There, the scientists put the Final Programme into operation, in a process that involves combining Miss Brunner with another person to form an hermaphroditic all-purpose human being. At the last minute, Brunner chooses Cornelius over the previously designated participant, Dimitri, who is shot dead by Miss Brunner. The scientists of the project, working against time, scramble to re-calibrate their experiment for Cornelius. He is placed inside a large chamber with Brunner and bathed by solar radiation. Forces are unleashed that kill the scientists. A single being emerges from the chamber - the result of the experiment is supposedly a new Messiah, but is actually a rather dumpy looking caveman who says "Be seein' ya, sweetheart" in imitation Humphrey Bogart accent.

Production[edit]

Michael Moorcock has said that he originally envisioned space-rock band Hawkwind as providing the music for the entire film, and also appearing in the scene with the nuns playing jukeboxes where Jerry is trying to buy napalm. Hawkwind, and Moorcock himself, can in fact be glimpsed briefly in this scene right at the back of the set. Director Robert Fuest, however, did not like Hawkwind and had music with a jazzy feel placed into the film. Moorcock has also praised the acting performances in the film, and commented that it was only when he told the actors it was supposed to be funny that they delivered lines with more of his intended black humour. [1]

The film was released as the top half of a double bill with Confessions of a Chinese Courtesan. Later in the run, The Final Programme was moved to the bottom half of the bill.

Reception[edit]

Baird Searles found the film "an almost unmitigated disaster," with "an ending so inane that you will want your money back even if you wait and see it on television."[1]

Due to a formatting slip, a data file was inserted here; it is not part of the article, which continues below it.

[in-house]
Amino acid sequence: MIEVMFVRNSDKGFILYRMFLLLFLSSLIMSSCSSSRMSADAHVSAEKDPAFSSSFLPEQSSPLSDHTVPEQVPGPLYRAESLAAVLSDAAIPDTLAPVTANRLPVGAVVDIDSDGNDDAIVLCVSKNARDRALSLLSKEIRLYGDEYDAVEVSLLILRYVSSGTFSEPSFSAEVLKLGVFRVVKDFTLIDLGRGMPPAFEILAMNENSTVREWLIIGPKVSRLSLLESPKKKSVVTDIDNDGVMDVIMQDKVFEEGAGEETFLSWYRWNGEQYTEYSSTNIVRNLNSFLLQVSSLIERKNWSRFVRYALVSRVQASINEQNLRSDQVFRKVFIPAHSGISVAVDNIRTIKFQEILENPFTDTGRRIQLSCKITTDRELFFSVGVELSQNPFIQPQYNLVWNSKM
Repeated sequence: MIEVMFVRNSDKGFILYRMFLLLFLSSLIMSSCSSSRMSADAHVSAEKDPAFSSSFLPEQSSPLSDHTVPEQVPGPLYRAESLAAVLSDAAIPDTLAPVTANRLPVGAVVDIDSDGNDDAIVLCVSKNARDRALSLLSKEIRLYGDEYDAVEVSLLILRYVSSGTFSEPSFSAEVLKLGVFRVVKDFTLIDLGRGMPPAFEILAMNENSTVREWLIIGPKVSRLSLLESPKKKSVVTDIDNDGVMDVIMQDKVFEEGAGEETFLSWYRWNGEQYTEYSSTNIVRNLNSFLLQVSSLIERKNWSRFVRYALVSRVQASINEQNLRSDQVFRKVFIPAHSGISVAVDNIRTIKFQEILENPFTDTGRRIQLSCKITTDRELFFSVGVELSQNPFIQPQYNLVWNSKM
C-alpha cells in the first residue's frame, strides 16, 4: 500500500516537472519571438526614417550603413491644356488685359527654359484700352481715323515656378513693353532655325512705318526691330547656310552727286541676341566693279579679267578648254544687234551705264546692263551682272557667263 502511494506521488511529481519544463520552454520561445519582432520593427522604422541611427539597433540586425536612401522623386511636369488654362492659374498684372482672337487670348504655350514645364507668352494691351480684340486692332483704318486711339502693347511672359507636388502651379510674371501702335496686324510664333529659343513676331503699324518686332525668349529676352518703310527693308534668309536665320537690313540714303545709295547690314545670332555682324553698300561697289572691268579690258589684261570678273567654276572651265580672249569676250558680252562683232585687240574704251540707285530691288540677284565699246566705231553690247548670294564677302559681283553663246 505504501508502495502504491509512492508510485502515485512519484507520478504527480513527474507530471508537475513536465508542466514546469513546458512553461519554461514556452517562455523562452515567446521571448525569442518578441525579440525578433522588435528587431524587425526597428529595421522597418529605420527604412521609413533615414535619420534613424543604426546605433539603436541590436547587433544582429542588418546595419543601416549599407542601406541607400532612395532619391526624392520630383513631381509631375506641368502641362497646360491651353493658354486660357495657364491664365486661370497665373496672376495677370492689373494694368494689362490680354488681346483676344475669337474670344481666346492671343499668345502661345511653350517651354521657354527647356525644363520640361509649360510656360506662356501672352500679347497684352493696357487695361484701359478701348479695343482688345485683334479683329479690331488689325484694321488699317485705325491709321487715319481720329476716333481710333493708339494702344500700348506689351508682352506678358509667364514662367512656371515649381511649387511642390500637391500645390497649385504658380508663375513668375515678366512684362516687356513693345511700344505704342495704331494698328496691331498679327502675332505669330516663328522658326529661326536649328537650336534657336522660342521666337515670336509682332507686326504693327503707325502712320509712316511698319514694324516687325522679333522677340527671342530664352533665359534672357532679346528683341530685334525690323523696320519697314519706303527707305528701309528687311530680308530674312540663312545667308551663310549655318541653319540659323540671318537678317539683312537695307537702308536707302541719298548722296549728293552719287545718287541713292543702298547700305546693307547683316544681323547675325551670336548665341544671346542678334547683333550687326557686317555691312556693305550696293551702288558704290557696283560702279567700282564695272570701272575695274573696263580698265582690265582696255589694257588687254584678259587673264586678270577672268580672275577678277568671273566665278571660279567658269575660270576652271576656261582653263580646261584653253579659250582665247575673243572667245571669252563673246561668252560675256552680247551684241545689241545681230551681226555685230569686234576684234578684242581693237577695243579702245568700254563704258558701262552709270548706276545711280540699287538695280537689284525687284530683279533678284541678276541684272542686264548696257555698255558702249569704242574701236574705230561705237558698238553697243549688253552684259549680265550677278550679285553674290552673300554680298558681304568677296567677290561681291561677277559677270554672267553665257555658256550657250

On its DVD/Blu-ay release in the UK in 2013, The Guardian wrote " Director Robert Fuest was responsible for the pop-surrealism of The Avengers and the twisted art deco of Vincent Price's Dr Phibes movies, and here he makes sure every frame looks stunning, throwing so much in to please and confuse the eye, often at the cost of narrative coherence. But who cares when the movie is full of cryptic, sly humour and endlessly inventive imagery, such as an amusement arcade where nuns play fruit machines as the world ends."[2]

Cast[edit]

DVD[edit]

The film was released on DVD and VHS formats in the US in 2001 by Anchor Bay Entertainment. The Anchor Bay DVD featured a remastered print of the film, which could be played with an audio commentary featuring director Fuest and star Runacre. Other special features on this DVD included the American theatrical trailer and TV spot, and an insert replica of the British poster. The Anchor Bay DVD is now out-of-print and hard-to-find, with existing copies retailing up to £100 on sites such as Amazon.

On 7 October 2013, Network Distributing released the film on DVD in the UK. The Network DVD is presented in a brand-new transfer from the original film elements, featuring both the 1.77:1 theatrical ratio and the full frame, as-filmed version of the main feature. Special features include original theatrical trailers, an Italian title sequence, image gallery, and promotional material in PDF format.

References[edit]

  1. ^ "Films," F&SF, April 1975, p.90-1.
  2. ^ Phelim O'Neill. "The Final Programme, out this week on DVD & Blu-ray | Film". The Guardian. Retrieved 2014-03-06. 

External links[edit]

Bibliography[edit]

  • Hardy, Phil (1995), The Aurum Film Encyclopedia: Science Fiction, Kobal Collection, p. 310-311, ISBN 1-85410-382-2
  • Hochscherf, Tobias & Leggott, James (2011), British Science Fiction Film and Television: Critical Essays, McFarland & Company, Inc., p. 60-72, ISBN 0786446218
  • Hunter, I.Q. (1999), British Science Fiction Cinema (British Popular Cinema), Routledge, p. 210, ISBN 0415168686
  • Willis, Donald C. (1985), Variety's Complete Science Fiction Reviews, Garland Publishing, Inc., p. 304, ISBN 9780824087128